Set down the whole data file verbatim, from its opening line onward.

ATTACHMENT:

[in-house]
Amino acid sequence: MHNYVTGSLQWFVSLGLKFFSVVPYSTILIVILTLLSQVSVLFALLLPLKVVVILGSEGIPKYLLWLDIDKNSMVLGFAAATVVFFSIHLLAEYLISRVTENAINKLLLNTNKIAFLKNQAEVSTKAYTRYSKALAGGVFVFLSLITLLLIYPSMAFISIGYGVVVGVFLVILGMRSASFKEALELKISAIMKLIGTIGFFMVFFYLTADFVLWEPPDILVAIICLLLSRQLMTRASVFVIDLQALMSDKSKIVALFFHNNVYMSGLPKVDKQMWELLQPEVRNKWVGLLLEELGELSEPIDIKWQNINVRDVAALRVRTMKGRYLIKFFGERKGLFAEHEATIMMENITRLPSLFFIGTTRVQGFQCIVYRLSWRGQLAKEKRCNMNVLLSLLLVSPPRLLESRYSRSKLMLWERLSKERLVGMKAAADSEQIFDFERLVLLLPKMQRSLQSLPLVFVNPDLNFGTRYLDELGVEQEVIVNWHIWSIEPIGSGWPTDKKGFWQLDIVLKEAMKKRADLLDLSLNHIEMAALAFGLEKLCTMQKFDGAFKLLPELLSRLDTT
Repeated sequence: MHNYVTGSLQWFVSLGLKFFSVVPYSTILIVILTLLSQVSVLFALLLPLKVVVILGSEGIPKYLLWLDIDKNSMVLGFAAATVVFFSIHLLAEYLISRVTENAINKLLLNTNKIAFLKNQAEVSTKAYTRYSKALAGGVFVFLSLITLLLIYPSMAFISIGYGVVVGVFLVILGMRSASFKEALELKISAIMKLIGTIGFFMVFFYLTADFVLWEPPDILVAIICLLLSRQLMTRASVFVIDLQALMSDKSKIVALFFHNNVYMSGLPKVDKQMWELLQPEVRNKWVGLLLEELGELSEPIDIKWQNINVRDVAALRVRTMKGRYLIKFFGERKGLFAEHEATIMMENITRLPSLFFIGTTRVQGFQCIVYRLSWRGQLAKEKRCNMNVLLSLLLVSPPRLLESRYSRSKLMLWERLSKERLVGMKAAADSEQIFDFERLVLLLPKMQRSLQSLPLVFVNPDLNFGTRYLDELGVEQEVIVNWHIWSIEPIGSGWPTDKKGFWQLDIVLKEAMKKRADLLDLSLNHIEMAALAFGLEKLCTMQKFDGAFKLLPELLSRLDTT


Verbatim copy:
[in-house]
Amino acid sequence: MHNYVTGSLQWFVSLGLKFFSVVPYSTILIVILTLLSQVSVLFALLLPLKVVVILGSEGIPKYLLWLDIDKNSMVLGFAAATVVFFSIHLLAEYLISRVTENAINKLLLNTNKIAFLKNQAEVSTKAYTRYSKALAGGVFVFLSLITLLLIYPSMAFISIGYGVVVGVFLVILGMRSASFKEALELKISAIMKLIGTIGFFMVFFYLTADFVLWEPPDILVAIICLLLSRQLMTRASVFVIDLQALMSDKSKIVALFFHNNVYMSGLPKVDKQMWELLQPEVRNKWVGLLLEELGELSEPIDIKWQNINVRDVAALRVRTMKGRYLIKFFGERKGLFAEHEATIMMENITRLPSLFFIGTTRVQGFQCIVYRLSWRGQLAKEKRCNMNVLLSLLLVSPPRLLESRYSRSKLMLWERLSKERLVGMKAAADSEQIFDFERLVLLLPKMQRSLQSLPLVFVNPDLNFGTRYLDELGVEQEVIVNWHIWSIEPIGSGWPTDKKGFWQLDIVLKEAMKKRADLLDLSLNHIEMAALAFGLEKLCTMQKFDGAFKLLPELLSRLDTT
Repeated sequence: MHNYVTGSLQWFVSLGLKFFSVVPYSTILIVILTLLSQVSVLFALLLPLKVVVILGSEGIPKYLLWLDIDKNSMVLGFAAATVVFFSIHLLAEYLISRVTENAINKLLLNTNKIAFLKNQAEVSTKAYTRYSKALAGGVFVFLSLITLLLIYPSMAFISIGYGVVVGVFLVILGMRSASFKEALELKISAIMKLIGTIGFFMVFFYLTADFVLWEPPDILVAIICLLLSRQLMTRASVFVIDLQALMSDKSKIVALFFHNNVYMSGLPKVDKQMWELLQPEVRNKWVGLLLEELGELSEPIDIKWQNINVRDVAALRVRTMKGRYLIKFFGERKGLFAEHEATIMMENITRLPSLFFIGTTRVQGFQCIVYRLSWRGQLAKEKRCNMNVLLSLLLVSPPRLLESRYSRSKLMLWERLSKERLVGMKAAADSEQIFDFERLVLLLPKMQRSLQSLPLVFVNPDLNFGTRYLDELGVEQEVIVNWHIWSIEPIGSGWPTDKKGFWQLDIVLKEAMKKRADLLDLSLNHIEMAALAFGLEKLCTMQKFDGAFKLLPELLSRLDTT